Research

Amanda Watson awarded SSHRC Insight Development Grant to research the BirthStrike Movement in response to climate crisis in the United Kingdom and Canada

August 19, 2020

The department of Sociology and Anthropology is pleased to congratulate Amanda Watson in  her successful Social Sciences and Humanities Research Council Insight Development Grant (SSHRC IDG) application for the project, “The Politics of the BirthStrike Movement.” 

BirthStrike is a worldwide movement of people who have decided not to have children due to growing concerns about climate change and the escalation of the climate crisis. BirthStrikers self-identify as being from " all identities from around the globe” and “inclusive of all capacities to conceive, parents and those who are childfree, all genders and identities.” As Watson has observed, they’re “protesting their relative lack of power to halt climate change with respect to major state organizations.”

Despite this diverse self-identification, she points out, the movement “is mainly represented in media by young, able-bodied, ciswomen in the global North whose strategy hinges on assumed control over their own reproduction at a time when reproductive justice is not afforded everyone.”

Watson says her interest in exploring this problem was piqued after hearing British BirthStrike activist Blythe Pepino interviewed by Anna Maria Tremonti on the Current in 2019. “I became curious about how members of BirthStrike were being represented in media versus how they articulated their own strategy.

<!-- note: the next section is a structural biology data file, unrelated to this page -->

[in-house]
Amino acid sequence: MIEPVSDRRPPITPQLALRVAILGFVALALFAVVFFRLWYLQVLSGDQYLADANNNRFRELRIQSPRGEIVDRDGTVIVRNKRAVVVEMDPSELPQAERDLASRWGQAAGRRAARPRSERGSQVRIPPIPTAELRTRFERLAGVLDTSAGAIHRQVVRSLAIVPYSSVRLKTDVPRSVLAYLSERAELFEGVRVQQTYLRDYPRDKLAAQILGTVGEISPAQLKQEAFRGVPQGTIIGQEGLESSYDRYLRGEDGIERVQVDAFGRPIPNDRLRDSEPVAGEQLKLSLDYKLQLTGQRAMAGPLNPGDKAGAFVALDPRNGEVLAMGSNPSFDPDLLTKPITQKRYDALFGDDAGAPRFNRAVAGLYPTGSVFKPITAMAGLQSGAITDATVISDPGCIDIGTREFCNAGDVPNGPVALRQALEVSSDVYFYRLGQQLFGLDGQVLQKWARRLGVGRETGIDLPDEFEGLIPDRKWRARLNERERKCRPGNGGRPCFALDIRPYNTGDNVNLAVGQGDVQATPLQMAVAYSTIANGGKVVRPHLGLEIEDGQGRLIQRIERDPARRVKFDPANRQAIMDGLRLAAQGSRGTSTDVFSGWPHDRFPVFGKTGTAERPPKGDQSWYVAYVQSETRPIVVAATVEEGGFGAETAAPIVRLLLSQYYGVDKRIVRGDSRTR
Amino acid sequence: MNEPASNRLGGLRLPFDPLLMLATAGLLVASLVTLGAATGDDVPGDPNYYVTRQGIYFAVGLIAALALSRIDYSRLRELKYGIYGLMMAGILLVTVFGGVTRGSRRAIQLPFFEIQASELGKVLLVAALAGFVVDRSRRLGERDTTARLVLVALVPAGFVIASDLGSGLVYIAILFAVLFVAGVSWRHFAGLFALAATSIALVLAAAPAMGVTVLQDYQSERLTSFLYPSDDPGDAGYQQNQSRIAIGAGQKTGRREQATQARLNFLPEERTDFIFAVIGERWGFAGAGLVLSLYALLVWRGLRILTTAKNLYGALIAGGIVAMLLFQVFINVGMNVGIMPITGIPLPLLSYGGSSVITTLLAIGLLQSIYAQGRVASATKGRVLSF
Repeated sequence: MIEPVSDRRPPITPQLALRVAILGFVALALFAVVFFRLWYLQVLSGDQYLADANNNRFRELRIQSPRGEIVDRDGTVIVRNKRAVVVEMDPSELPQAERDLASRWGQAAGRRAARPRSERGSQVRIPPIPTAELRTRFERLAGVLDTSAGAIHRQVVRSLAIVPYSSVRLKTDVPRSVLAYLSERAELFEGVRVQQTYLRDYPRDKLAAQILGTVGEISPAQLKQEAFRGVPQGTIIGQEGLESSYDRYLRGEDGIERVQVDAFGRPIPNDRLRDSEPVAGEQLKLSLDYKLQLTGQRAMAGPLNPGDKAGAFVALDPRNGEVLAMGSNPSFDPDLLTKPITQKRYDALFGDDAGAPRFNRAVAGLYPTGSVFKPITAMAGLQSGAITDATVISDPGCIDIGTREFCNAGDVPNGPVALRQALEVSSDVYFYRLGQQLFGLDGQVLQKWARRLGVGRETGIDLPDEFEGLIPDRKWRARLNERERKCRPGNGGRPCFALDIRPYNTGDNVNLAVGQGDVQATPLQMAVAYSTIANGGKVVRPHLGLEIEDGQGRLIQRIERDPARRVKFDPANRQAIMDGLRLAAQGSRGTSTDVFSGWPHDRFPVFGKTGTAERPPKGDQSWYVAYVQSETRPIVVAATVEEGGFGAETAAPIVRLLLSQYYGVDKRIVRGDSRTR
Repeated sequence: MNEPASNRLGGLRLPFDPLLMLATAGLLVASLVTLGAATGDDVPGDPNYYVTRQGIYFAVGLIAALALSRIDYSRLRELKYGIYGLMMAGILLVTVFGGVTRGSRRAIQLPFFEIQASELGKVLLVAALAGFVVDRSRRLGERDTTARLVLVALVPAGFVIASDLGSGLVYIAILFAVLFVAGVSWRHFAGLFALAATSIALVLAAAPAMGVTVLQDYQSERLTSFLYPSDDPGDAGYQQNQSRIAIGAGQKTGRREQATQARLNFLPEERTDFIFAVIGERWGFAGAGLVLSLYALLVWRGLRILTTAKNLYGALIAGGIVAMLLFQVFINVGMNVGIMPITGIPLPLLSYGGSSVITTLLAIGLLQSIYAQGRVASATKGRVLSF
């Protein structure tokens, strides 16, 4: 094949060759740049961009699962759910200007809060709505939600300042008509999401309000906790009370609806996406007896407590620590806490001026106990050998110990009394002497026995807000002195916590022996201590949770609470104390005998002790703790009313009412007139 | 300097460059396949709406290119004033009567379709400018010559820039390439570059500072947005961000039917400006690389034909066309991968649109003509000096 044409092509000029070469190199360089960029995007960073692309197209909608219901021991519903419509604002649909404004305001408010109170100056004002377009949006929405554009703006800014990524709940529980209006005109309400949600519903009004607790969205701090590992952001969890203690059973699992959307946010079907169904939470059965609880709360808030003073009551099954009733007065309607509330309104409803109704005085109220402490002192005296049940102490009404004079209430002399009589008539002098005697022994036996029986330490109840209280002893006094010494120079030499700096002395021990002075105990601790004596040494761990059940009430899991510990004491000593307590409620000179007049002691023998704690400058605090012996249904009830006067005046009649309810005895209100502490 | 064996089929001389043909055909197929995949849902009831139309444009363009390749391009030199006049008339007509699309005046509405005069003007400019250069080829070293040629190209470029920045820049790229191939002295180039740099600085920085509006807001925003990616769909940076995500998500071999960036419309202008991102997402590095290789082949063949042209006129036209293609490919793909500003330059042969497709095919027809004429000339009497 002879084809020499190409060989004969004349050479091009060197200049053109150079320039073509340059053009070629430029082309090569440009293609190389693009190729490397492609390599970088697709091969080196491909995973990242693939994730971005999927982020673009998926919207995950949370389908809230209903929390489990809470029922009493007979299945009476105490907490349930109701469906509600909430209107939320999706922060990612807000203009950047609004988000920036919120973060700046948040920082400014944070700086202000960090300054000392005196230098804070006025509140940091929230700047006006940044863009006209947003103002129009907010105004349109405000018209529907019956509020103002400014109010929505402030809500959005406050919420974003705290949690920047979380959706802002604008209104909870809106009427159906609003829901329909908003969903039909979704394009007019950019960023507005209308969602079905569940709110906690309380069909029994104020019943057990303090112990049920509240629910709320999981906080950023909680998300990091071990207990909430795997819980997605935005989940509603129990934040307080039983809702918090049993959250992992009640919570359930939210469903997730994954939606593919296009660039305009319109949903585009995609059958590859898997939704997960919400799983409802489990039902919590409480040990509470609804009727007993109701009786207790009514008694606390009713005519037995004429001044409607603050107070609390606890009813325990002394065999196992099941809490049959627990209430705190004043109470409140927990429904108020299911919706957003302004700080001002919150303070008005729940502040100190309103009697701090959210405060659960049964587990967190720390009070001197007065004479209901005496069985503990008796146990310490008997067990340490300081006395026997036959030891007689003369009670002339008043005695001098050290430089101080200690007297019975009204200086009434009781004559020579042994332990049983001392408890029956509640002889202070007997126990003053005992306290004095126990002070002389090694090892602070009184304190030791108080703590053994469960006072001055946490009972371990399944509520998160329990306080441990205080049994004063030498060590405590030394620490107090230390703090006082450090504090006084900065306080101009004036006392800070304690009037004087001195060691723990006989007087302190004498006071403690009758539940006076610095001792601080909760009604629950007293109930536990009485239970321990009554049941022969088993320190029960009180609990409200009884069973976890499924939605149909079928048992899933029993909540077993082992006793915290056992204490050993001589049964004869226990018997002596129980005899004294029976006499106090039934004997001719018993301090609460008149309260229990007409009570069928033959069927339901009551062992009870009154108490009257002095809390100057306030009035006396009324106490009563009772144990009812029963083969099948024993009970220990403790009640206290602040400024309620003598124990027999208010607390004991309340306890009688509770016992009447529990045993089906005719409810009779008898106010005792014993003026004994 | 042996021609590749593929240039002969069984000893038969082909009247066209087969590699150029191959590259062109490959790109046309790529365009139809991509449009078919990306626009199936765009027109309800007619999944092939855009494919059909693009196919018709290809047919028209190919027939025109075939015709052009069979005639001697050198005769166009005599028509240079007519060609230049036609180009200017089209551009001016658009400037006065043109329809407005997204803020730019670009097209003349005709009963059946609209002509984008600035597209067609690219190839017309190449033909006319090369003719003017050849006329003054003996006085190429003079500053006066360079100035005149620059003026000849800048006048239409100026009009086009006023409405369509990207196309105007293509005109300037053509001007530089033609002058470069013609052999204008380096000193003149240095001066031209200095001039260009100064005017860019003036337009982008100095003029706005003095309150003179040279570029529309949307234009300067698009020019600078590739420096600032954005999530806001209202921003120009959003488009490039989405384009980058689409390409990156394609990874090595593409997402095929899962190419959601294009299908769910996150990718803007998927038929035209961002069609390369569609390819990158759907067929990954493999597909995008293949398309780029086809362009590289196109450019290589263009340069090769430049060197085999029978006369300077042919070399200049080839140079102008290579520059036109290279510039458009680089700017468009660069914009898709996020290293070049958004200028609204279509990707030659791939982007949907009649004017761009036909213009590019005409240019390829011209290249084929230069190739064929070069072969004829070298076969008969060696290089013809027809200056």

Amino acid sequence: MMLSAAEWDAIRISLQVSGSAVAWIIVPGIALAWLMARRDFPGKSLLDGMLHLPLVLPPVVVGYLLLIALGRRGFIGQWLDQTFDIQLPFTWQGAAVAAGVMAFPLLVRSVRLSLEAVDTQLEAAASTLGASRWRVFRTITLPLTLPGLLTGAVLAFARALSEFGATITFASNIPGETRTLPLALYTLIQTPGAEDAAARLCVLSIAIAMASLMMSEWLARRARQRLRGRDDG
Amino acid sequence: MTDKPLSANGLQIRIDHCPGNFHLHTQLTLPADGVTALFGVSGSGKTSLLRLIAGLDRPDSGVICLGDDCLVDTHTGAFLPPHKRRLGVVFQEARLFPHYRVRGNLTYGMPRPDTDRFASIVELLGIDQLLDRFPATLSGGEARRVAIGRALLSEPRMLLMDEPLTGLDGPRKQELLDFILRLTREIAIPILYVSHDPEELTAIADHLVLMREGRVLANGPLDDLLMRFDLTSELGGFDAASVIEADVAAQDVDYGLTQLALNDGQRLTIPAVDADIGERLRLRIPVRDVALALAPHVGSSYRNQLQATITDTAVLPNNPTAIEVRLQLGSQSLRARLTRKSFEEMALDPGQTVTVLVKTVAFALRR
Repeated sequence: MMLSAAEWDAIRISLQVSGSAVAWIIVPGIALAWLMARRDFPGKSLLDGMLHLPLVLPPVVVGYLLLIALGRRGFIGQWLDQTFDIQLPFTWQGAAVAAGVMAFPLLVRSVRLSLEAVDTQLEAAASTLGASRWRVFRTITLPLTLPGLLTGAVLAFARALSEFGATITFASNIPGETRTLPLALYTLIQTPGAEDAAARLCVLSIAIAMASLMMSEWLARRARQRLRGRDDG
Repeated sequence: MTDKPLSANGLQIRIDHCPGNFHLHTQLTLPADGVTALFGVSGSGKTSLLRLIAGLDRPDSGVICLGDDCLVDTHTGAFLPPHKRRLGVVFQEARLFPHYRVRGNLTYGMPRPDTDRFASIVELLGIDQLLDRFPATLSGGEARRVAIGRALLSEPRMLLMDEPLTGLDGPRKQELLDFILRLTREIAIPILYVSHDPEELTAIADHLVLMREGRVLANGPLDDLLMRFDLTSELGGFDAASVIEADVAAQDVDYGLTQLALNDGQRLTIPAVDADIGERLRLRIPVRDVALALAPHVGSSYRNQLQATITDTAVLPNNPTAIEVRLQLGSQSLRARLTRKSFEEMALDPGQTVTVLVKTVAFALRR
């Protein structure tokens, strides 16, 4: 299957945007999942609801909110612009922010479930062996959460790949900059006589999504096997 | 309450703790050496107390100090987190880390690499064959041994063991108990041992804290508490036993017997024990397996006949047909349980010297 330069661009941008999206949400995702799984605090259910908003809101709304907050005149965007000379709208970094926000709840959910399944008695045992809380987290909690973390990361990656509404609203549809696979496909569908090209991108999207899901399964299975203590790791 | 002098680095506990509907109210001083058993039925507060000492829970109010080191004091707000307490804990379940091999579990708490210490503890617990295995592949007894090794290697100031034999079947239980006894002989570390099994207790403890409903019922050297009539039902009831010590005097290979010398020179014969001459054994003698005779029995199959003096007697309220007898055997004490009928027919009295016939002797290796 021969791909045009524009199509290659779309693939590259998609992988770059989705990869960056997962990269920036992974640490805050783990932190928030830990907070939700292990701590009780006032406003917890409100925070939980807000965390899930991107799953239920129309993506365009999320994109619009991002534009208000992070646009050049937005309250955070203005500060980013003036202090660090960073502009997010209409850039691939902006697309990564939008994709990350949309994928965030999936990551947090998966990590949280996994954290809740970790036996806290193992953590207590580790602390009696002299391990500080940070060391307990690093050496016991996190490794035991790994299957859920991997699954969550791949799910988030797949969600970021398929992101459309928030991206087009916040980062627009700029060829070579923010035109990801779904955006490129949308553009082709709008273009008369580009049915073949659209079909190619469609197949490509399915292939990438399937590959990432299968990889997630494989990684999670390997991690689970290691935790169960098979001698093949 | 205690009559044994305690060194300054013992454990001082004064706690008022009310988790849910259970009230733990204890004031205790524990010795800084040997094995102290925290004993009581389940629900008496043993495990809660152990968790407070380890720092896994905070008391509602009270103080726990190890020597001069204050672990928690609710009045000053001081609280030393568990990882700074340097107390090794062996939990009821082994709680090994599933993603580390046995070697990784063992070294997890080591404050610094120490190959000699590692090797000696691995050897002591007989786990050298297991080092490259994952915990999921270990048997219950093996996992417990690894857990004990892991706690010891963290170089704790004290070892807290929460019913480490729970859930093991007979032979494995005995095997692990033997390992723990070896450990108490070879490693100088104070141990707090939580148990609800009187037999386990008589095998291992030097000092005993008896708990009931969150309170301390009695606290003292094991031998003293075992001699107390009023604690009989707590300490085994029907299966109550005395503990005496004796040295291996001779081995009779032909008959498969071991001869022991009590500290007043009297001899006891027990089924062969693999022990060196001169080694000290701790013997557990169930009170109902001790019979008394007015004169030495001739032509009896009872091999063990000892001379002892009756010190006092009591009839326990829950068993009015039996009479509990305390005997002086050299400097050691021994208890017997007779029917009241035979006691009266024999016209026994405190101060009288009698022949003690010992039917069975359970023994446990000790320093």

And I wanted to explore the position of BirthStrike in the climate movement and in the context of other multi-issue social justice organizing. What does it mean that these relatively privileged folks in the UK are invoking control over their reproduction as a strategy to demand system change in the current moment?”

Watson also says she’s personally invested in the research from the perspective of a parent. “I have two young kids. Fear about their climate future is something that keeps me up at night. This project allows me to work through some of my own anxieties as I analyze what is offered and foreclosed by various climate strategies.”

This September, Watson will also see the publication of her first book,  The Juggling Mother: Coming Undone in the Age of Anxiety (UBC Press), a book which “explores this figure of contemporary mothering in media representations: a typically white, middle-class woman on the verge of coming undone because of her unwieldy slate of labours.” 

Watson is preparing to teach two courses remotely this Fall: Global Problems and the Culture of Capitalism (SA302W), and Power, Conflict, and Change in Canadian Society (SA200W). She says she looks forward to connecting with students online. “Despite the need to pivot to remote learning, I am excited to take up the themes of these courses through the lens of Covid-19.”

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